While artists often task viewers with stepping outside their comfort zones to explore new concepts and ideas, sometimes artists must do the same. Daniel Granger has done just that by taking on a leadership role for the weekly Sketch Jam hosted by the Sheridan County Fulmer Public Library each Monday.
Cammry Lanka founded the group based on her passion for art and sharing ideas. The Sketch Jam brings together artists of all ages and skill levels to create together.
“It’s just more of a thing for me to meet people that are in the same mindset and inspire that creativity and passion for life that comes with art,” Lapka said a year ago.
When Lanka left the group early last year, Granger took over.
“I had never drawn around others; I was really nervous,” Granger said. “I couldn’t draw anything initially.”
Granger said he has no experience as a teacher, but friends suggested he try leading the group. Now, he brings an idea to each Monday session. He’ll bring books based on a specific theme, but attendees can really draw whatever they want.
“I was really uncomfortable the first few times,” Granger said of leading the Sketch Jam. “I was really trying to figure out what I was supposed to be doing.”
Regular attendees tend to be young, but sometimes adults participate in the meetings, too. Granger emphasized that anyone who is interested can participate.
Granger uses his role to try and help artists stretch themselves. Often, children and new artists become really skilled at drawing one thing. So, each time they draw, that’s what they create. Granger aims to encourage those newer artists to try drawing different things.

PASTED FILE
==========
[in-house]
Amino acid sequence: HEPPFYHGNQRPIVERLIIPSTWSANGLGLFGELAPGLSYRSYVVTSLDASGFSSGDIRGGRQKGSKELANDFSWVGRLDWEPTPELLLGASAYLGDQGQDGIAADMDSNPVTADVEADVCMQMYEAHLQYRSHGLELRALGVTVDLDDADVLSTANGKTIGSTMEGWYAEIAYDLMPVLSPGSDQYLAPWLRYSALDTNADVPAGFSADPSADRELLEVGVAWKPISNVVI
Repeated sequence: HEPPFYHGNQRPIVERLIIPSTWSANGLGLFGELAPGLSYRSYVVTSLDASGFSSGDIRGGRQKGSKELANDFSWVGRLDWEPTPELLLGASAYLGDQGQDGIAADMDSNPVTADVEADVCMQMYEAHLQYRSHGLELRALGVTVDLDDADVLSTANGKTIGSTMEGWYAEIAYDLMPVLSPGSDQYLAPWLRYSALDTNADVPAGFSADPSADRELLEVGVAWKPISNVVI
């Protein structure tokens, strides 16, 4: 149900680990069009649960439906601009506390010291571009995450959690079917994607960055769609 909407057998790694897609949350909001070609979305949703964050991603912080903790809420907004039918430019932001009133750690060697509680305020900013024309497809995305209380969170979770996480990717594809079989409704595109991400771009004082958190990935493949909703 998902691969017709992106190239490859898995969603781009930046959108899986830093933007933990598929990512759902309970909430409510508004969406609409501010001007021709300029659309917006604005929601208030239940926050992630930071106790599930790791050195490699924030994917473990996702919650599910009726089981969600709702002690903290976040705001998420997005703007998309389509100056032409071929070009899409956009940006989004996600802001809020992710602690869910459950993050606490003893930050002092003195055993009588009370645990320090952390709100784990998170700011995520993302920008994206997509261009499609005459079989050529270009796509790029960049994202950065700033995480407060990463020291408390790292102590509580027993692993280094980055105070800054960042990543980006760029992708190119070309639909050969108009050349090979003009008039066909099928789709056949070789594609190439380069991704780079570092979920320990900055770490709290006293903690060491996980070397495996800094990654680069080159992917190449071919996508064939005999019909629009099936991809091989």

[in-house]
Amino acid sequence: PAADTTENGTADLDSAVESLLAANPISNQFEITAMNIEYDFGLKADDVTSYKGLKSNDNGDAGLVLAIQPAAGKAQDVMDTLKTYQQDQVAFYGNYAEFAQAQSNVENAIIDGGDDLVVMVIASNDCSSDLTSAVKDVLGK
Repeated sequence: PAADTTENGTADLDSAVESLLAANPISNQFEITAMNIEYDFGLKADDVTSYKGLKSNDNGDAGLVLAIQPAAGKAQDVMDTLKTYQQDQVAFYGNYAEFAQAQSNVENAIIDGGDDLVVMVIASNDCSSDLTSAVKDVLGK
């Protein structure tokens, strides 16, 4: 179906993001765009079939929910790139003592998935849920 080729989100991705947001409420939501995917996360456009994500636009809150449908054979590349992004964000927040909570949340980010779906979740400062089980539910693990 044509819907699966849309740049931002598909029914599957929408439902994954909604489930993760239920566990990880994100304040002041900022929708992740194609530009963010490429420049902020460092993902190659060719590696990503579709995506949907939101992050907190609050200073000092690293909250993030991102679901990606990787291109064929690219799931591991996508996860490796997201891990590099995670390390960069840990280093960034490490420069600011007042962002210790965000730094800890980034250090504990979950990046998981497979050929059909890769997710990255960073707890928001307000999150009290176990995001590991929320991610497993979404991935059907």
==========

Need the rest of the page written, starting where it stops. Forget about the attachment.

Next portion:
Typically, fewer than 10 artists attend the weekly session. Sometimes, nobody shows up, so Granger draws by himself. No matter who comes or when, though, Granger is prepared with supplies for anyone who wants to try out drawing and sketching but maybe doesn’t have the supplies.
One of the most interesting aspects of the weekly gathering is that while many attendees draw the same things, each creation looks different. Sometimes, Granger will utilize some of the techniques others used in the Sketch Jam in his own work, practicing and conquering new skills. He notes that no matter what you draw, if you don’t like how it turns out, it’s OK because you can start again.
In addition to teaching and leading the Sketch Jam, Granger has worked to become a better artist himself. The Big Horn native said he never showed much interest in art in school, but when he turned 21 years old, he moved into a house with his brother and found himself with space. So, he set up a drawing table and he started to draw.
“I locked myself in that room for a couple of years and just started drawing like crazy,” he said.
The drawings and paintings cover a wide range of topics and mediums — pencil, pen, paint and even beeswax. He’s also done a little bit of work with wood to create sculptures.
While he understands the need to attend school for art if you create for others in careers like graphic design, Granger said he feels that if you’re dedicated and disciplined and put in the time, you’ll get there. In addition to leading Sketch Jam, Granger has displayed his own work at the library. His next display will begin in February and will include all of his work from 2017. Granger set a goal of creating 100 pieces during that year in order to stay sharp and avoid letting his art slide.
“It’s so easy to get lazy and not focus on it,” he said of art.
This year, the young artist — who also works at Bighorn Design Studio — said he has the goal to focus on one painting each month, building a skill set he hopes to one day make a career.